It’s very satisfying to finish the first draft of a report. ‘It’s done!’ you proclaim as you quickly email it to your manager. But is that draft really the masterpiece you think it is?
At Concise Writing Consultancy, we frequently speak to frustrated managers who are spending too much time editing their team members’ reports. Sometimes this is a symptom of a team member’s poor writing skills. Often, it’s because the team member has submitted a first draft genuinely believing it’s close to the finished product, when actually it’s not.
The misguided glow of achievement
When we reread our work immediately after we have ‘finished’ writing it, we may think it looks pretty good. We perceive that it flows well and we think we have chosen the right words. However, if we put that same piece of writing aside and come back to it the next day, or in a week or even after several months, we will view it quite differently. We may believe it’s not even our work.
Journalists need to write on the go. News can become out of date within hours or even minutes of publication. Journalists are trained to write in a certain style under high-pressure conditions. Writing a complex report, or a policy or procedure, is a different matter. There could be serious ramifications if these types of communications are not written clearly and carefully. Even emails will benefit from being put aside for 15 minutes before rechecking and sending. This is particularly important for sensitive emails, when responding to a complaint, or during times of crisis.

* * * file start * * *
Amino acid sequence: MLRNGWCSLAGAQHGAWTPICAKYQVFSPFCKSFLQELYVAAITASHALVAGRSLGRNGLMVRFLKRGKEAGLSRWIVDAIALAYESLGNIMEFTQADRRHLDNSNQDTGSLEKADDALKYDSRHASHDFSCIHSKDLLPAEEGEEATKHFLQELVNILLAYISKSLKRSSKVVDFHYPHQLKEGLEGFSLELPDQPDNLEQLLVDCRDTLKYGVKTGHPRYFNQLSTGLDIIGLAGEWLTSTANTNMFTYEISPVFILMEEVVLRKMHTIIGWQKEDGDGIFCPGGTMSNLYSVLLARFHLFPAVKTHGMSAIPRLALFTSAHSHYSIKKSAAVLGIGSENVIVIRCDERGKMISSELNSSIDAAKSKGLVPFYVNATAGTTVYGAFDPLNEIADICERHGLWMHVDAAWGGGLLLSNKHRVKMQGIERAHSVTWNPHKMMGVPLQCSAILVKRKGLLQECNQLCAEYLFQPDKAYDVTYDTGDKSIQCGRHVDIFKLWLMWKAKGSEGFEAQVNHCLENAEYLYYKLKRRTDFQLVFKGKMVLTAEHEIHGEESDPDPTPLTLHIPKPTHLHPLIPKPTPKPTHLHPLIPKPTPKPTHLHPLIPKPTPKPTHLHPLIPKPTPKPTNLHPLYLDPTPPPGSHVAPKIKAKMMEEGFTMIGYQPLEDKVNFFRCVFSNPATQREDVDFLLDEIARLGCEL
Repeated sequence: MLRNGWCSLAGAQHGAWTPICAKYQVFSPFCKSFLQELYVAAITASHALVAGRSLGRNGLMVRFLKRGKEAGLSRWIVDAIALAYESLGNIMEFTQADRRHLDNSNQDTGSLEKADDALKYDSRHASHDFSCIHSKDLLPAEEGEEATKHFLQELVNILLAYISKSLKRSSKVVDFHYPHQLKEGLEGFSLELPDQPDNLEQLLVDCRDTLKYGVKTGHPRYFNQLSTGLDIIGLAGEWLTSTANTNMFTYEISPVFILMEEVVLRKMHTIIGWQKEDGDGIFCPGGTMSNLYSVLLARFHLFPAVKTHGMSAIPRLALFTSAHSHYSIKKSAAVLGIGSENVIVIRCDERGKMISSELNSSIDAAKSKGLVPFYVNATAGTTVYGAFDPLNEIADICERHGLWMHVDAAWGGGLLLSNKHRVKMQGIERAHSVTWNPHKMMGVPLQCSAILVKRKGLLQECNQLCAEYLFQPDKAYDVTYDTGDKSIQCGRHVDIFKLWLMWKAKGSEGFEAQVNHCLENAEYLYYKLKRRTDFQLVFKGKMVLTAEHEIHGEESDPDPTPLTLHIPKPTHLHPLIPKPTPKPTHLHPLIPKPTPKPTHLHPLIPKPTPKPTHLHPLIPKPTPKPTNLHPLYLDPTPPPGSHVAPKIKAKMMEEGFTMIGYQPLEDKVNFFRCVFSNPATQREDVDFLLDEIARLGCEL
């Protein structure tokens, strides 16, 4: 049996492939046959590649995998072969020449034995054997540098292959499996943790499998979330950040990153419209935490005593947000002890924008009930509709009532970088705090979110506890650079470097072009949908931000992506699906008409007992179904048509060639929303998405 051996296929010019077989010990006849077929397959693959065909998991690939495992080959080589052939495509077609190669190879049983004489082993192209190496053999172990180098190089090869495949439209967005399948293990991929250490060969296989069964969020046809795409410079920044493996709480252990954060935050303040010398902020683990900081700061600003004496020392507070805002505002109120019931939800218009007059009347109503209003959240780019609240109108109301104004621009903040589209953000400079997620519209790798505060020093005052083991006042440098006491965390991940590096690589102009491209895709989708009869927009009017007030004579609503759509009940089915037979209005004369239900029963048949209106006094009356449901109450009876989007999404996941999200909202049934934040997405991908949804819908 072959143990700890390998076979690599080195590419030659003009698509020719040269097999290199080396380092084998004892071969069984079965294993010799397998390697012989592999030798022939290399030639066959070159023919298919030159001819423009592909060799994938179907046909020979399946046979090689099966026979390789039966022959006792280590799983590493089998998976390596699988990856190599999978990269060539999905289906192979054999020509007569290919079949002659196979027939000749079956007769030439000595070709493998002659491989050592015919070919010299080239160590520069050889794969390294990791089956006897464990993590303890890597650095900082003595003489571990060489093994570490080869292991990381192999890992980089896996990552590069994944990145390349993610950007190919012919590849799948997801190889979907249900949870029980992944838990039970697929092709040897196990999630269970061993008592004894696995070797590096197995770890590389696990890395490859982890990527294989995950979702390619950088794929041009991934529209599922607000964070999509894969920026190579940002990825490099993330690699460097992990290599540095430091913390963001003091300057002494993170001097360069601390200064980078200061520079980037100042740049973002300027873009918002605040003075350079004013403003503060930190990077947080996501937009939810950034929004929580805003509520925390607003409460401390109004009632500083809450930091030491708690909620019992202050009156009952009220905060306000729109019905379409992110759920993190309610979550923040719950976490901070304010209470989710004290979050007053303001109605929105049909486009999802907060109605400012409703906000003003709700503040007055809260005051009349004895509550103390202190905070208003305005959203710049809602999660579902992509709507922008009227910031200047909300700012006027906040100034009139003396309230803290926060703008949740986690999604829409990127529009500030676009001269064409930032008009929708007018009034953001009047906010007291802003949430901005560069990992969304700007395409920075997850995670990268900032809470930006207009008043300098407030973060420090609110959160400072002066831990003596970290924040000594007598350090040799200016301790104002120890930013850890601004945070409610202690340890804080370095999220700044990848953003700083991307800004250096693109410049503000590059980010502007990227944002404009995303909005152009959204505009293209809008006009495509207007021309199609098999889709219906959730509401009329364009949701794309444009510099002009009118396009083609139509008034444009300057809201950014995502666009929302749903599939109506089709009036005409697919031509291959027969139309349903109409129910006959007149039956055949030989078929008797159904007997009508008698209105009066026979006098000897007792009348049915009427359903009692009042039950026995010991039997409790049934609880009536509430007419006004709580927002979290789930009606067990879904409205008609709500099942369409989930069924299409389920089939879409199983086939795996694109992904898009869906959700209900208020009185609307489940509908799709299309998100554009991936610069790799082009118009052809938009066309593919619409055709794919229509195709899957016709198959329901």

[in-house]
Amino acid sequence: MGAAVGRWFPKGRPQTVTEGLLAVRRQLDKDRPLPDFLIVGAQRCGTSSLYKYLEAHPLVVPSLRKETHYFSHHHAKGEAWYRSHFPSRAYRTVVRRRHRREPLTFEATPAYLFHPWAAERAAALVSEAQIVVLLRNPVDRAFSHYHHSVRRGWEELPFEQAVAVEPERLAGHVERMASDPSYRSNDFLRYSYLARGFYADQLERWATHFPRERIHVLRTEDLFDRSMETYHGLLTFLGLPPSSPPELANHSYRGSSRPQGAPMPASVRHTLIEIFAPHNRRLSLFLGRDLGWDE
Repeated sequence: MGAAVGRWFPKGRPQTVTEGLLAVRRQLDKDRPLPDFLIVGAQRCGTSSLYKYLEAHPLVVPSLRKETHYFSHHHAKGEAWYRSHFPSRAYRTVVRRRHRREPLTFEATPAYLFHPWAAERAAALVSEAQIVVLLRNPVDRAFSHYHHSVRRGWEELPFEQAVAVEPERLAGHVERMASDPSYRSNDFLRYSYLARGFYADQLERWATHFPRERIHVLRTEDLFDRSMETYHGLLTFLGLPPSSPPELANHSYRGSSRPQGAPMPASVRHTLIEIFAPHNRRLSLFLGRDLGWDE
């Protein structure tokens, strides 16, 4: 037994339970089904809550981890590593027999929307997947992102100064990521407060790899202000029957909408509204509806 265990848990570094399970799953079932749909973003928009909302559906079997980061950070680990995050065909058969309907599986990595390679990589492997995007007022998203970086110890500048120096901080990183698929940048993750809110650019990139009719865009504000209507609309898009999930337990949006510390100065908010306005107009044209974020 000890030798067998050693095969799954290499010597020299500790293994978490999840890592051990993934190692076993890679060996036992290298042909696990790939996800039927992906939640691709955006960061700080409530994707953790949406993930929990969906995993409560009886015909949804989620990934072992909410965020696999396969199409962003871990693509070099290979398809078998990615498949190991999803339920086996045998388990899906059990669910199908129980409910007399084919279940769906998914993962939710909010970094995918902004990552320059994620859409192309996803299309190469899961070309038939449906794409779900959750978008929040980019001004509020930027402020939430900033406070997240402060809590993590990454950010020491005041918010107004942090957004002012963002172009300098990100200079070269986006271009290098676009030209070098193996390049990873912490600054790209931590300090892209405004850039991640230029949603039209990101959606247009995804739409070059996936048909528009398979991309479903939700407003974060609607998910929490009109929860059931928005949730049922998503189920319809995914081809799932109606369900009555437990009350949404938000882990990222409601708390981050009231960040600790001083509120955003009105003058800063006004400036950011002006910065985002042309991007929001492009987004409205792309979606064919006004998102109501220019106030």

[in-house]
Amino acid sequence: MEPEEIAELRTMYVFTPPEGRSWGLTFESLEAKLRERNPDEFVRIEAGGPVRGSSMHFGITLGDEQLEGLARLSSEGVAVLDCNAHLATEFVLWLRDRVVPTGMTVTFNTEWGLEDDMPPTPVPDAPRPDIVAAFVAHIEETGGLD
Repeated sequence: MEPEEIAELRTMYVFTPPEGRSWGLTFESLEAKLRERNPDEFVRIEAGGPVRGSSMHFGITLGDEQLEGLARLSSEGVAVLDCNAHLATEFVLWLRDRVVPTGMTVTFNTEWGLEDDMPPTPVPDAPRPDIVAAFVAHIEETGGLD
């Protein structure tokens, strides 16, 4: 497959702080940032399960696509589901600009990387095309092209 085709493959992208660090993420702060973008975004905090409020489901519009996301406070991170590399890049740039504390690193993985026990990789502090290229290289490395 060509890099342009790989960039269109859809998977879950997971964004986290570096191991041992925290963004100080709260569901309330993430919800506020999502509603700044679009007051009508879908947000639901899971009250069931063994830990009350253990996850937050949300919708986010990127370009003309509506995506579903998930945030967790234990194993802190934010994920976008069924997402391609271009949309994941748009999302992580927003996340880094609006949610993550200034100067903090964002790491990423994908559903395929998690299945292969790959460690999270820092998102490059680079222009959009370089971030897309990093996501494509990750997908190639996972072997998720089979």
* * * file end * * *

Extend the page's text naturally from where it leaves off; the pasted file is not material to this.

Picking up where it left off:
The benefits of marinating your words
It’s Friday and I have just finished a plain English rewrite of a 30-page procedure manual for a client. Much as I’m tempted to email it by close of business today and impress the client with my speed and efficiency, I will resist this temptation. The client will not look at the manual over the weekend and those two days away from my computer will allow the words to marinate. This will make a world of difference to the quality of my work.
I will revisit the copy on Monday morning. After having a break over the weekend, I will not only be less tired than at the end of a challenging week, I will also be looking at the manual with fresh eyes. I can guarantee that I will find sentences that are not concise enough, words that I’ve repeated unnecessarily and typos that I’ve missed. I will probably find some repetition that I’ve overlooked and some sections that could flow better.
It’s these elements that are difficult to see when you finish your first draft. Leaving your words to marinate is all you need to get some perspective. You may even find solutions to writing problems you were previously stuck on.
The paradox of down time
This ‘down time’ between drafts does need to be planned for. If you’re a procrastinator and leave the writing task to the last minute, or you have been given an unrealistic deadline, you will be robbed of this opportunity. The longer and more complex the writing project, the more drafts you are likely to need. To allow for down time you may need to extend your deadline. But allowing even a small amount of time to marinate your work, will not only lead to a better result, you are likely to need fewer drafts overall. This is because you will be working more efficiently and effectively in the way you produce each draft.